Free Wyckoff Webinar

Courses on Sale

Our trading and trading psychology video courses are on sale with a 25% off discount.  This is a good time to take advantage of the discount to save money on highly rated courses that are always in-depth giving you the nuances, not just the basics.  Check out our courses on sale at this link:

Courses on Sale–25% Off

A Trader’s Question from the Community

A Trader’s Question

Kate, a trader, asks a really good question regrading the last blog post (see that post and Kate’s question here).

She noted that I was looking to sell yesterday around the 2010 level, but since the market moved higher, would that need a re-assessment?  Let’s take a look at how to treat areas like this.

Identifying a Key Level

Trader's QuestionThe 2010 level was the two-day low.  On the hourly chart, you can see that price formed the 2-day low late in the day (just above the 2010 label).  The next day (labeled as X on the hourly chart), the market rejected  higher prices above 2010.  That was decent resistance forming and I noted in Tuesday’s post that “I’ll be looking for a short opportunity on any weakness around or just above the 2010 level.”

Market Approaches the 2010 Level

When the market re-approached the 2010 level (see A on both the 60- and 15-minute charts), we indeed did see the resistance trying to hold.  It didn’t last long, however.  I’ll go through the details below.   Note how much trading occurred around 2010.  As anticipated, it was a significant level for the market as we see two hours of trading back and forth where sellers attempted to hold it and buyers had the intent of pushing through it.

While we can often identify and anticipate significant market levels as a function of market structure, we can never know in advance whether they will hold or break.  For that, we have to see how the market trades around them on the intraday time frames.

Details of Buying and Selling on the Lower Time Frame

On the 15-minute chart, we see pre-US open that the market had approached the level at A, and although there was some weakness on the hourly, we were in an uptrend on the 15-minute. Typically, markets don’t hit a level and immediately reverse.  We expect some back and forth.  As the US session opened, we see the first 15-minute bar (1) show some buying strength at the 2010 level.  The strength of the bar and the volume were enough to cancel ideas of shorting.  The next bar (labeled with a B) also shows buying coming into the market.  Selling comes in at 2, but we are now 8 points above the 2010 level – buyers were exerting bullish pressure.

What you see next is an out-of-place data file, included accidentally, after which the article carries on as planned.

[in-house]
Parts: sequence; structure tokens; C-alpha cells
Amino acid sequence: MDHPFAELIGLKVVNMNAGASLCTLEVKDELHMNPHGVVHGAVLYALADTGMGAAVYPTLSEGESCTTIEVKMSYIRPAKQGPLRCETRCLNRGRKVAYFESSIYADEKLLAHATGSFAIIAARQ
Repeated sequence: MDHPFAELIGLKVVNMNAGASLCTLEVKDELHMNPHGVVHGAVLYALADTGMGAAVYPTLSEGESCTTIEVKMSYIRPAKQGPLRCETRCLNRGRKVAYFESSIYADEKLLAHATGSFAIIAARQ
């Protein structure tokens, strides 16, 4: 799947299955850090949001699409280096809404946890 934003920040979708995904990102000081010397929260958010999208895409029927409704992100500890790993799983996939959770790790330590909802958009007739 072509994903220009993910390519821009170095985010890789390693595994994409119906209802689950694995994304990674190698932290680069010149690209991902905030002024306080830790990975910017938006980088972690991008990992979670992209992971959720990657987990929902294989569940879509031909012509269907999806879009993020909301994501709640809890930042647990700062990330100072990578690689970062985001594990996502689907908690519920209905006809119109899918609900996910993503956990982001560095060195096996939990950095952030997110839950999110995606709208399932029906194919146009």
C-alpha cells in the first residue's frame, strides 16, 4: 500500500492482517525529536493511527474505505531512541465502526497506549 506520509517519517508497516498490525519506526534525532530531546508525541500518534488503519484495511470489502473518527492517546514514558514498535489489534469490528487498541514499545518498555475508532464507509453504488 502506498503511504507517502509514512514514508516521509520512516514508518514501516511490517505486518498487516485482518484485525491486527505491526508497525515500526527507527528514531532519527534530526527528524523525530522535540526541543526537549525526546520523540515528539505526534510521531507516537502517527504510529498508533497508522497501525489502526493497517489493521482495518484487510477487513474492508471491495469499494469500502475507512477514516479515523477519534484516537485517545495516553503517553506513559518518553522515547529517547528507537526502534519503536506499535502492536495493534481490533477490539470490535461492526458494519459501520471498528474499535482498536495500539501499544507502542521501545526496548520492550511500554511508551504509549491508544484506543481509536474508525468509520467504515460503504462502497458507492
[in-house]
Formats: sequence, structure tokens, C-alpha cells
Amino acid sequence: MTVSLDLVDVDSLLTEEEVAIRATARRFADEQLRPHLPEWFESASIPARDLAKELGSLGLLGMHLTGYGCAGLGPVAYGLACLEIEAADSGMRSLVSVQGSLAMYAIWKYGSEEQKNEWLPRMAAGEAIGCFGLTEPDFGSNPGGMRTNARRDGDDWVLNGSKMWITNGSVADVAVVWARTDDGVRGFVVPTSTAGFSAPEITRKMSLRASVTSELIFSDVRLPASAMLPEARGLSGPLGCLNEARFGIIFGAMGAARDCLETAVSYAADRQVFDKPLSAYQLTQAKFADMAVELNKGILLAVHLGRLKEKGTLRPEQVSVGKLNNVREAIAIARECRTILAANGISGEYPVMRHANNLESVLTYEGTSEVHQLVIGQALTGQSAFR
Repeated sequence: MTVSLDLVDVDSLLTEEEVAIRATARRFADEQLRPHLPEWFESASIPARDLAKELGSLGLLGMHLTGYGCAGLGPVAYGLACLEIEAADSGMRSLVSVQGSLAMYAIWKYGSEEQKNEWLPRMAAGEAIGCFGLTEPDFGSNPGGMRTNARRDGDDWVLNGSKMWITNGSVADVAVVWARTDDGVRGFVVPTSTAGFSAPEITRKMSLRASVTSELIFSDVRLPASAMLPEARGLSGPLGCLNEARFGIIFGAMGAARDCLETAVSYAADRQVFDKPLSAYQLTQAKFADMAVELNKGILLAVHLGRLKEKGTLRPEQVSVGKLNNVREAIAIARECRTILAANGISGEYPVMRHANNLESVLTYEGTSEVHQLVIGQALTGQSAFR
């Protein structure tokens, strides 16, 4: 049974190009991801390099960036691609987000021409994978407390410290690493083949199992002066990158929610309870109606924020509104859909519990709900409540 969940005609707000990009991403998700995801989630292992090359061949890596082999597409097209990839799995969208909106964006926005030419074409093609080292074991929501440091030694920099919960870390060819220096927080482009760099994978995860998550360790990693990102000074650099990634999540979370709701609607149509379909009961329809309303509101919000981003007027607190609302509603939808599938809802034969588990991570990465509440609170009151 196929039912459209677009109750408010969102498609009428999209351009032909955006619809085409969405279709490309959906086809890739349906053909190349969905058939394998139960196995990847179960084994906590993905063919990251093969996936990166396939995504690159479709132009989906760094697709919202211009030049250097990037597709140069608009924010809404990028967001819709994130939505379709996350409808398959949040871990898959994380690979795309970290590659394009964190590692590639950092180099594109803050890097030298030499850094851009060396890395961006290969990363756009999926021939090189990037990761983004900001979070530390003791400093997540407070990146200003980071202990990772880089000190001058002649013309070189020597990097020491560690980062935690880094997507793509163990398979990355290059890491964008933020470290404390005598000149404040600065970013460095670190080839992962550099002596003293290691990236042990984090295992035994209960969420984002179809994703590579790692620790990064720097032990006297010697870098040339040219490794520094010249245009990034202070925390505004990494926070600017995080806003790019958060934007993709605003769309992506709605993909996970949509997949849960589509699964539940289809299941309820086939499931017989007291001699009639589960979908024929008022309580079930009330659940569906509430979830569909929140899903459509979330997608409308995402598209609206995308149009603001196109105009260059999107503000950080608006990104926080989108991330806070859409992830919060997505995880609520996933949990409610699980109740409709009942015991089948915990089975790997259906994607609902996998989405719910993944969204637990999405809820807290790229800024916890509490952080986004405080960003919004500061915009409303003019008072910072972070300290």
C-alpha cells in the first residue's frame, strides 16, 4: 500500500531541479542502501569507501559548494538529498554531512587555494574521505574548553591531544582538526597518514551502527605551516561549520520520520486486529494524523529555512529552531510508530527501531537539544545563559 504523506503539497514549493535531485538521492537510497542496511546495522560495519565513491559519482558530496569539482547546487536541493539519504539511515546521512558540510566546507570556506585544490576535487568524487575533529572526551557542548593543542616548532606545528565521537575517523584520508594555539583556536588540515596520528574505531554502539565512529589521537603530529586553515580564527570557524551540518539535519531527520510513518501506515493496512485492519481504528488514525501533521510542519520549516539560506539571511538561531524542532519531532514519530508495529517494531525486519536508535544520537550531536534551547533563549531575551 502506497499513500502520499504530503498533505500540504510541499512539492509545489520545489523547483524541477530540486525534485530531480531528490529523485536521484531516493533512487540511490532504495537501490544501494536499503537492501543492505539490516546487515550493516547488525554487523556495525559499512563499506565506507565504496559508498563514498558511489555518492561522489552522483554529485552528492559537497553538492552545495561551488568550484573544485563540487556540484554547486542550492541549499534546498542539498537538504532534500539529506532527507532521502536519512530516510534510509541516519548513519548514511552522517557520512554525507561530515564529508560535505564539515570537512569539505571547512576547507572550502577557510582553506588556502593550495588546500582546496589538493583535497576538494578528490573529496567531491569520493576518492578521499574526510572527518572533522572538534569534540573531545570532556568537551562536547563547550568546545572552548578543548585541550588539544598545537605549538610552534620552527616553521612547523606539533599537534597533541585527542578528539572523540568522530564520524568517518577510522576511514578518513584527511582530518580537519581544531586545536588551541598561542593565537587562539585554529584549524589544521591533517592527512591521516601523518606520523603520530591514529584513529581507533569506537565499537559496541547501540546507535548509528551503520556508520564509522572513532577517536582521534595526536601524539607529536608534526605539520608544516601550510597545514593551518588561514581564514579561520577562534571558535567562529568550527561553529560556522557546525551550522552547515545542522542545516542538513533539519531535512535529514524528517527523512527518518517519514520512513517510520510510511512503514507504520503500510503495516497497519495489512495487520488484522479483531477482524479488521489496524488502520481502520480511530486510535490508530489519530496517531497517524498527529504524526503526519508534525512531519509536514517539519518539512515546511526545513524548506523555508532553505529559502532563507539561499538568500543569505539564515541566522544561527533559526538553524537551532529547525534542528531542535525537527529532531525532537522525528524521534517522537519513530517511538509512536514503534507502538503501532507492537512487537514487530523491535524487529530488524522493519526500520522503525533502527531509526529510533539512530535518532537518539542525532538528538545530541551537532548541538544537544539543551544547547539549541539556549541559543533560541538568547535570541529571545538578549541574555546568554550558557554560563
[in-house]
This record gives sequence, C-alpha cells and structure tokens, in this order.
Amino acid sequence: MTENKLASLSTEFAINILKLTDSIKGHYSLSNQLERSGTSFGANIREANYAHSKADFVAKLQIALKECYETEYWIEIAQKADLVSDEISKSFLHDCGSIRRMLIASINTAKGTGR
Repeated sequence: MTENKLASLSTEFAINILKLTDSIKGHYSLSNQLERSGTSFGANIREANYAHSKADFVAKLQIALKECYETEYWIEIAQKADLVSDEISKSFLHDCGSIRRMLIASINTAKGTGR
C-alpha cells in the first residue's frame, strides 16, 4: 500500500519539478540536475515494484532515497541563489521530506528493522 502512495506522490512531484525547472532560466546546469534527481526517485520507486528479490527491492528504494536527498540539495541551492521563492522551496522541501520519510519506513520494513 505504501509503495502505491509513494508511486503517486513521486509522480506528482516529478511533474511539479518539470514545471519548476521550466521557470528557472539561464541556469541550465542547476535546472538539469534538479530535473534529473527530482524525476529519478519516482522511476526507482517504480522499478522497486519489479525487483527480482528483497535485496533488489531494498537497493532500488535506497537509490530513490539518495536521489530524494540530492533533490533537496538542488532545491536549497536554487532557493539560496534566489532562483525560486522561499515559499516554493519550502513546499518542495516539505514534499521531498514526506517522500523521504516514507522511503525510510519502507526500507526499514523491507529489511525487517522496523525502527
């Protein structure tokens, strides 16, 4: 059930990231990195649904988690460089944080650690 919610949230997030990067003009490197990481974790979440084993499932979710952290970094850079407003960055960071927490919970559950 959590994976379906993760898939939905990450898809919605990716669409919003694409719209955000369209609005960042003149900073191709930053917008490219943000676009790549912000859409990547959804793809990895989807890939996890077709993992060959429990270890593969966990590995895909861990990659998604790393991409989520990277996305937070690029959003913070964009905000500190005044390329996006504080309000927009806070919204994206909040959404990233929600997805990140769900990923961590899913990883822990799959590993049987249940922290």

For the next 90 minutes, we trade around the 2010 level, highlighting it’s significance.  I labeled bars as either B or S for buying or selling.  Bar 3 was down and certainly had selling on it, but the close was back above the low of Bar 1, indicating buyers were strong in this area (if the sellers were really strong, they would have closed it near, if not under the low of 1).  Bar 4 shows a pick-up in volume and no ability on the part of the sellers to continue to push the market down (compare price action and volume of Bar 4 with the preceding bar–selling was being absorbed buy buyers).  Bar 5 confirmed the buying on Bar 4.

When I look at a level like 2010, I am thinking of it in terms of a day trade. While I still think the overall market will head lower in the near future (based on the weekly chart), that will likely take days if not a week or more to unfold, if it does.

Free Webinar Recording Available

We had a webinar covering daily bar-by-bar reading of GOOG, how to use the comparative strength and weakness of related markets (daily charts), and the use of the 3-10 oscillator and Weis Wave on intraday charts.  I covered a lot of material.  It’s been recorded and you can access it at the link below:

Free Webinar Recording